Wyden accuses Putin of seeking to exploit US divisions after Facebook revelations

Wyden accuses Putin of seeking to exploit US divisions after Facebook revelations
© Greg Nash

Sen. Ron WydenRonald (Ron) Lee WydenHillicon Valley: Biden calls for revoking tech legal shield | DHS chief 'fully expects' Russia to try to interfere in 2020 | Smaller companies testify against Big Tech 'monopoly power' Lawmakers call for FTC probe into top financial data aggregator Overnight Health Care: Progressives raise red flags over health insurer donations | Republican FTC commish backs Medicare negotiating drug prices | Trump moves to protect money for religious groups MORE (D-Ore.) on Tuesday accused Russian President Vladimir Putin of seeking to exploit social divisions in the United States.

“Vladimir Putin is apparently determined to hijack Americans’ outrage against Donald TrumpDonald John TrumpNational Archives says it altered Trump signs, other messages in Women's March photo Dems plan marathon prep for Senate trial, wary of Trump trying to 'game' the process Democratic lawmaker dismisses GOP lawsuit threat: 'Take your letter and shove it' MORE and his administration for his own purposes: weakening America and ensuring that his corrupt dictatorship can act with impunity around the world," Wyden said in a statement.

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His comments came after Facebook announced that it has discovered evidence of a coordinated political influence campaign using dozens of fake accounts and pages on its platform. 

The social media company did not directly blame Russia. It did suggest Moscow could've been behind this latest activity and is working to confirm who was responsible.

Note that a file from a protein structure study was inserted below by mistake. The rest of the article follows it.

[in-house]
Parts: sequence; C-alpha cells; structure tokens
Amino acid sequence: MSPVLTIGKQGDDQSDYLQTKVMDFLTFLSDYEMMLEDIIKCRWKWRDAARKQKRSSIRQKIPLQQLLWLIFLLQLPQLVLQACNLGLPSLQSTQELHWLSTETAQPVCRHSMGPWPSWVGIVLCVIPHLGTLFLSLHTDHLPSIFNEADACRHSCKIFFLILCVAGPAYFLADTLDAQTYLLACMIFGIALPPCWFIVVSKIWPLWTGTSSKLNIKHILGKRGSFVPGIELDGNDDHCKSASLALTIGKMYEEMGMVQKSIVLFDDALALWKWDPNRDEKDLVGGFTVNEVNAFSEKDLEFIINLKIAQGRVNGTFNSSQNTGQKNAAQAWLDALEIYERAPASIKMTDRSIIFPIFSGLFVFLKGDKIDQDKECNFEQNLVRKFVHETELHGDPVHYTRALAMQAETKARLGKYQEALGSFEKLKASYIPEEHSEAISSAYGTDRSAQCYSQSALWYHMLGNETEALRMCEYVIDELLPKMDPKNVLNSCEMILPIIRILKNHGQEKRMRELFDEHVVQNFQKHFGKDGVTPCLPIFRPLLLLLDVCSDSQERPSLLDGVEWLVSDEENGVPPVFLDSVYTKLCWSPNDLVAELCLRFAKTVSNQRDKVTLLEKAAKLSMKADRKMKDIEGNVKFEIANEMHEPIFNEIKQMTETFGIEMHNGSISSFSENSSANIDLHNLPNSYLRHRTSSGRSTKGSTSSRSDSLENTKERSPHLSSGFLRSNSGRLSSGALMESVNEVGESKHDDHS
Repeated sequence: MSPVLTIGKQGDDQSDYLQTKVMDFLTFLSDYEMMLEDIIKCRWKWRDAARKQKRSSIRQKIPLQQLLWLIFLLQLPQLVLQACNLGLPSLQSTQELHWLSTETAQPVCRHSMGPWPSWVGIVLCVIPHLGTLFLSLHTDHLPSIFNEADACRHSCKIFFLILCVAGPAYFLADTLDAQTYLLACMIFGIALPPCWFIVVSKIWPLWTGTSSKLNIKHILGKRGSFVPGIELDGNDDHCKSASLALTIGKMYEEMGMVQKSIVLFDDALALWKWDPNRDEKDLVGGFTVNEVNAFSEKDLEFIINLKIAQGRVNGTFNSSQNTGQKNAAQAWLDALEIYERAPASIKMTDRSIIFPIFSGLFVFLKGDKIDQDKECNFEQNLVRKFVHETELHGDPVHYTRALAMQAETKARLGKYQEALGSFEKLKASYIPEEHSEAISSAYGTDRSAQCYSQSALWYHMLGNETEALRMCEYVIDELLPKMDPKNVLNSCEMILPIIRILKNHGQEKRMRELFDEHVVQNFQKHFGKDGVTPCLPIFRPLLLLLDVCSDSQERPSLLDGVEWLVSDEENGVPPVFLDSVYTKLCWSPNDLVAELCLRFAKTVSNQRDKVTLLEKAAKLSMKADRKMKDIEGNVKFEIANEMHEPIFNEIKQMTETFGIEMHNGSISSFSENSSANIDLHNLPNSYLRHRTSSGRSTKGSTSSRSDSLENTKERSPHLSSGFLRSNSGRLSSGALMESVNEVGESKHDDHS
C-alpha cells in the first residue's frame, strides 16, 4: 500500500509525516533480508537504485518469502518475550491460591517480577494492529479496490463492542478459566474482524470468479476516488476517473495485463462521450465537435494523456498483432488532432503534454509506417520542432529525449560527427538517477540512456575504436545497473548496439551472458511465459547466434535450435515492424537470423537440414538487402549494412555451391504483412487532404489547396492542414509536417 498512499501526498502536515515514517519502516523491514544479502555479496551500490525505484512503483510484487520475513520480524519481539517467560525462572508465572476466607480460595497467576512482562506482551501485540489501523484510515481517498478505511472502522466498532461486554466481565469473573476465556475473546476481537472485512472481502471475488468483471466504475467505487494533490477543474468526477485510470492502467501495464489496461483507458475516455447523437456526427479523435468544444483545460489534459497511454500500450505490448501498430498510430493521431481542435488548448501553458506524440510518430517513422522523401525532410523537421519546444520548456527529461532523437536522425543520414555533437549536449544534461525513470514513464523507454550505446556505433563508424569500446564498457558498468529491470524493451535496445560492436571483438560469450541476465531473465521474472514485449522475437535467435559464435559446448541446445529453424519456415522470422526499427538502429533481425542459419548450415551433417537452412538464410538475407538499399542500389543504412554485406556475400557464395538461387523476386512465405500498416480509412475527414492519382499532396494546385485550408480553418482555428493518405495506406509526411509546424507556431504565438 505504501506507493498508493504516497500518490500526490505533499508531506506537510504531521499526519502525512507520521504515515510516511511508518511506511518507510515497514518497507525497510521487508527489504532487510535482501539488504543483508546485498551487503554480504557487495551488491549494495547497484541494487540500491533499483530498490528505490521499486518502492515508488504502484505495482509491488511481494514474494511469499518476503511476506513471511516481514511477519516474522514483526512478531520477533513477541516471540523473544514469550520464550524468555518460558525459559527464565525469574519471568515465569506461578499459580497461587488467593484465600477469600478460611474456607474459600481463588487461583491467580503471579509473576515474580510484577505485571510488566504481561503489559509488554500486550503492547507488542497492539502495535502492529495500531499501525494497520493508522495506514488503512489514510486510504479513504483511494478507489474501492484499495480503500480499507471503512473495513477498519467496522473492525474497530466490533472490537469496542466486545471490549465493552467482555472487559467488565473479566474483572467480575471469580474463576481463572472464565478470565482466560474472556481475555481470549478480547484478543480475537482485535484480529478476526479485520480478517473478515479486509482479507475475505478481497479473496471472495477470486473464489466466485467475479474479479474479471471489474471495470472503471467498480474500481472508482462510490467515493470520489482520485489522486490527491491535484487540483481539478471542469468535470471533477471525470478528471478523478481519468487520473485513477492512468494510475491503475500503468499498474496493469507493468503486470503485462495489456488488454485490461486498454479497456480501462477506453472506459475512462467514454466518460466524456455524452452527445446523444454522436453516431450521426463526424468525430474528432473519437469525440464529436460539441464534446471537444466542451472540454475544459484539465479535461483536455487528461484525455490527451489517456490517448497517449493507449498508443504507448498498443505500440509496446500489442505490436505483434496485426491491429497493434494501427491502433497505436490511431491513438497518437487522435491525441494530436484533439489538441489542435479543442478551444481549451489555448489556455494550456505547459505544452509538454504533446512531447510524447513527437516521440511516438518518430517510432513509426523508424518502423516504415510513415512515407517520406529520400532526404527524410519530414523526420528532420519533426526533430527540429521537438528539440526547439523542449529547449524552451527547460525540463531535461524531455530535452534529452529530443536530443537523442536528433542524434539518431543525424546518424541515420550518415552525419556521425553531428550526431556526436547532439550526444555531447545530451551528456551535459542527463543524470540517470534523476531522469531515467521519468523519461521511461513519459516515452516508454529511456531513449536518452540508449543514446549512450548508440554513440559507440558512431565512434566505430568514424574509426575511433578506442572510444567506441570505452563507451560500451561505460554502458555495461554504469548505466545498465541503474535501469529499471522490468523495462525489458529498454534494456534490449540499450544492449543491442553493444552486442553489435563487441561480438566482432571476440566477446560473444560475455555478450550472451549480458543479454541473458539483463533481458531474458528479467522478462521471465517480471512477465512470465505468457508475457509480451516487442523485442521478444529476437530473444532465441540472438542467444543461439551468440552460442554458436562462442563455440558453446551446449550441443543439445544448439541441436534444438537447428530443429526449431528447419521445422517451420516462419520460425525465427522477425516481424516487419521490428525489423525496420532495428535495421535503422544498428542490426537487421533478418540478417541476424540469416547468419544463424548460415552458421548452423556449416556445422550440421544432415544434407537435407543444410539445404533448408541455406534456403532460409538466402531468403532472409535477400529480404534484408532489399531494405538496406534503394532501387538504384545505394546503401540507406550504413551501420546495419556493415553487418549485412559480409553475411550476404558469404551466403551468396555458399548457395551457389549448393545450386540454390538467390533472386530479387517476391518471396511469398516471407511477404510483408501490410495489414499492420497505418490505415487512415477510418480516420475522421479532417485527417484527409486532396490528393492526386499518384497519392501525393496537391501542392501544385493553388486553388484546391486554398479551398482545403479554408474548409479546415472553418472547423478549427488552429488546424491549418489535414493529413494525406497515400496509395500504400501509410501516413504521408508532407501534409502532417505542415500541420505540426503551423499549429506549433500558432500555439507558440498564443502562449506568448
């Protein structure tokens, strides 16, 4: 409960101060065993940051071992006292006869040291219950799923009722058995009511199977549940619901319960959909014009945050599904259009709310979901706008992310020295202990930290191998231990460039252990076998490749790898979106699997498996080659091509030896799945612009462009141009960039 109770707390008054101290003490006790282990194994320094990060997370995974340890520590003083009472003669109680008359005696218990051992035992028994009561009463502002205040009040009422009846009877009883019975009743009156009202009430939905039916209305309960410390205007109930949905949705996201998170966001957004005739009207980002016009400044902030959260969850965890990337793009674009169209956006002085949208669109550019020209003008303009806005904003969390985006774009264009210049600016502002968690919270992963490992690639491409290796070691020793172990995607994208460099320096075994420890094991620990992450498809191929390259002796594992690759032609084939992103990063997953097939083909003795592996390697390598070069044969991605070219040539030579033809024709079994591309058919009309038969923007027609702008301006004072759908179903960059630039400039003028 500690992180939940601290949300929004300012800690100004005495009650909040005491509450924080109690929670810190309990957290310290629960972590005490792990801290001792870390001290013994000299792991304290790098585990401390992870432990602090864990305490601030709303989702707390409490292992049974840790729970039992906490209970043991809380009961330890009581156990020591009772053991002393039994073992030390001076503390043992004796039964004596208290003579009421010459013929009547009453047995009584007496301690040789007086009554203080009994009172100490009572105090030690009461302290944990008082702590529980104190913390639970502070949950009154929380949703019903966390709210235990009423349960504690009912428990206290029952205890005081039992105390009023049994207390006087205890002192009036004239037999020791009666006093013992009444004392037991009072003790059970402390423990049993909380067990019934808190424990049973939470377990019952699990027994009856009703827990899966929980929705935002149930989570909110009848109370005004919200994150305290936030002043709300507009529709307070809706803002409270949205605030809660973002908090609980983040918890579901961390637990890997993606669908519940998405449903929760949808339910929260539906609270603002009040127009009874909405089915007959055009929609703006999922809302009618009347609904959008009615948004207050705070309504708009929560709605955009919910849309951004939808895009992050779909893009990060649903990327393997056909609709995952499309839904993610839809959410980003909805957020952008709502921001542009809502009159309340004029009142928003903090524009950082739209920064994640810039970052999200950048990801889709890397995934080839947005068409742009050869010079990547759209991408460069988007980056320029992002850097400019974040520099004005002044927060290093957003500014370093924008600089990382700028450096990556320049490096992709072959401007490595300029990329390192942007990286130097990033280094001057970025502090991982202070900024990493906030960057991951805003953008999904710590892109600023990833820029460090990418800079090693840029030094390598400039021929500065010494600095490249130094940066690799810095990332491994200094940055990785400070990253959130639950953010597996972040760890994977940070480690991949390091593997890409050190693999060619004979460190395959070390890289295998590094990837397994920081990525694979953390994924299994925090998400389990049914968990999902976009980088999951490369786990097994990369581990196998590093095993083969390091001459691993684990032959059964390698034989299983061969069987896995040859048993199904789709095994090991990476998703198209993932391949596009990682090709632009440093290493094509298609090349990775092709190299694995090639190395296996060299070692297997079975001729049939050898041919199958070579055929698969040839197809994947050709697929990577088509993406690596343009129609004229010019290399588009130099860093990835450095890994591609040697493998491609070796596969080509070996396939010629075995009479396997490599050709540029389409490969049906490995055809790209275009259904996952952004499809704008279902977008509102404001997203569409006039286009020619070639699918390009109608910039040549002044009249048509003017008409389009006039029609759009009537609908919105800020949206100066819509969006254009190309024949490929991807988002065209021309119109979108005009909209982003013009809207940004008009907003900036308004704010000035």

Despite this, Wyden — a member of the Senate Intelligence Committee — appeared to pin the blame directly on the Kremlin. He said the news of the recent Facebook influence campaign is nearly identical to the tactics Russia used to interfere in the 2016 presidential election.

"In 2016, the Russian social media campaign pretended to be appealing to the left in order to suppress the vote and get Trump elected. These ads appear to come from the exact same playbook," Wyden's statement adds.

Facebook, which is working with law enforcement on the matter, said it has removed 32 pages and accounts across Facebook and Instagram for exhibiting "inauthentic behavior." 

The social media company briefed lawmakers this week about its discovery, which it made as it was looking for signs of election interference activity, The New York Times first reported.

"Americans need to stay active and involved and above all else, vote. Don’t let Russia or anyone else divide us in order to prop up Trump," Wyden's statement concludes.

Other Democrats have also quickly accused Russia of being behind the activity.

The news comes amid already heightened fears Russia or other foreign actors will seek to interfere in U.S. affairs as well as future elections — especially with the 2018 midterms only a few months away. 

Special counsel Robert MuellerRobert (Bob) Swan MuellerSchiff: Trump acquittal in Senate trial would not signal a 'failure' Jeffries blasts Trump for attack on Thunberg at impeachment hearing Live coverage: House Judiciary to vote on impeachment after surprise delay MORE is investigating Russian interference in the 2016 election broadly, as well as any potential ties between the Trump campaign and Moscow.